Discovery of a 210,000-gallon oil leak from the Keystone pipeline would seem to be poor timing four days before regulators in Nebraska decide whether to allow a major expansion of the system, but officials say state law does not allow pipeline safety to be a factor in their decision.
The Nebraska Public Service Commission was scheduled to rule Monday if a Keystone XL expansion pipeline proposed by TransCanada Corp. can cross the state. The commission's decision is the last major regulatory hurdle for a project that has faced numerous local, state and federal reviews and lawsuits since it was announced in 2008.
Keystone operator TransCanada Corp. shut down the existing pipeline early Thursday morning and workers were testing to determine the cause of the spill on agricultural land in Marshall County, South Dakota, near the North Dakota border, about 250 miles (402 kilometers) west of Minneapolis.
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State and company officials said the spill was not a threat to waterways or drinking water, but critics were quick to use the leak as an example of what they see as the risks to the environment.
The Nebraska vote Monday will be on a proposed route for Keystone XL, a massive expansion that also would be operated by TransCanada. The new pipeline would carry an estimated 830,000 barrels of oil a day from the oil sands areas of Canada through Montana, South Dakota and Nebraska, where it would connect with the existing Keystone pipeline.
The decision will hinge on testimony and documents generated from public hearings over the summer and from more than 500,000 public comments, Nebraska Public Service Commission spokeswoman Deb Collins said. A state law passed in 2011 prevents the commission from factoring pipeline safety or the possibility of leaks into its decisions.
"The commission's decision ... will be based on the evidence in the record," Collins said.
The Keystone XL proposal has faced intense opposition in Nebraska from a coalition of environmental groups, Native American tribes and some landowners who don't want the pipeline running through their property.
Nebraska lawmakers gave the five-member commission the power to regulate major oil pipelines in 2011 in response to a public outcry over the pipeline and its potential impact on the Sandhills, an ecologically fragile region of grass-covered sand dunes.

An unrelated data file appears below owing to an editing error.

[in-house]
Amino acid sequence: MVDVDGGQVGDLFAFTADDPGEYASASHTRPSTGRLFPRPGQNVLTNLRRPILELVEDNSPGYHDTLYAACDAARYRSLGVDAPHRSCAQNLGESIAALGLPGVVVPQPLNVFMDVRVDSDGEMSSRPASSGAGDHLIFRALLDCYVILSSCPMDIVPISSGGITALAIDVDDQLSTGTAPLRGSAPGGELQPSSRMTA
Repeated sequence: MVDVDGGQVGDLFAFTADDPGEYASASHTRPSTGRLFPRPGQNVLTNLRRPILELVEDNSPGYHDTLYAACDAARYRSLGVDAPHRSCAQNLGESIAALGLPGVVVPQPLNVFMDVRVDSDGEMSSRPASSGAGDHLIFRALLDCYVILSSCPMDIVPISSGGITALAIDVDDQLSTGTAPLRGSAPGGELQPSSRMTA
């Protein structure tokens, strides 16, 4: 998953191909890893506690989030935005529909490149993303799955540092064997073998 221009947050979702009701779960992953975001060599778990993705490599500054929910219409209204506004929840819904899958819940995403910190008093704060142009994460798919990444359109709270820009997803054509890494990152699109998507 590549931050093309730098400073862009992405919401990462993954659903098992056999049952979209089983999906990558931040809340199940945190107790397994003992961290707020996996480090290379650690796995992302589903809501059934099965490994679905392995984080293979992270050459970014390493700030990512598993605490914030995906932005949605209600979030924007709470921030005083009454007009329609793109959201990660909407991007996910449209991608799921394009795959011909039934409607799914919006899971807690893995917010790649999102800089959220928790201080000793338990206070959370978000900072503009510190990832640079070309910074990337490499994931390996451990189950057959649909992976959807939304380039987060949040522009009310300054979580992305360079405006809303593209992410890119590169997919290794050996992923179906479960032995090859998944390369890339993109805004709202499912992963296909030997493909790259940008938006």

But when they passed the law, legislators argued that pipeline safety is a federal responsibility and should not factor in the state decision.
Opponents of Keystone XL are incensed that the leak won't be considered.
"There is a reason TransCanada and the big oil lobby did not want this information on the record," said Jane Kleeb, director of the Bold Alliance, a coalition of groups that have opposed the Keystone XL for nearly a decade.
President Donald Trump issued a federal permit for the expansion project in March even though it had been rejected by the Obama administration.
The existing Keystone pipeline, where the leak was discovered, transports crude from Canada to refineries in Illinois and a major storage hub in Oklahoma, passing through the eastern Dakotas, Nebraska, Kansas and Missouri. It can handle nearly 600,000 barrels daily, or about 23 million gallons.
Since 2010, companies have reported 17 spills in the U.S. bigger than the leak announced Thursday, according to U.S. Department of Transportation records.
Officials in South Dakota said they weren't notified about the leak until roughly five hours after TransCanada discovered it. Brian Walsh, an environmental scientist manager at the South Dakota Department of Environment and Natural Resources, said officials would likely inquire about the delay but were focusing immediately on the spill.
TransCanada said Friday the leak was controlled and posed no threat to public safety. The company has sent more than 75 workers to the spill site, including environmental, engineering and emergency response specialists.
TransCanada spokesman Matthew John said the company will need to do "extensive testing" along with federal regulators and independent testing facilities before they can pinpoint a cause.
An aerial photo released by TransCanada on Twitter that the company says is of the spill, shows a darkened area on flat agricultural land. There do not appear to be any waterways or towns nearby.
Residents near the site reported a surge of activity as cleanup crews arrived at the scene.
Suzie Easthouse, general manager at the Front Porch in Langford, a city southeast of the spill area, said the restaurant will be catering for TransCanada workers at the site. Easthouse said she's serving Friday supper and a middle-of-the-night shift meal for 80 people, with meals for 100 people on Saturday.
"I'm pretty much going to be working a 24-hour shift here now," Easthouse said.
Easthouse said she has mixed emotions about the pipeline, a tug between the business it has brought to the area and her environmental concerns. She said she thinks the spill will have lasting effects in the area.
"It's almost like everybody's fears have come true with it," Easthouse said. "It's not the notoriety we really want in small town South Dakota."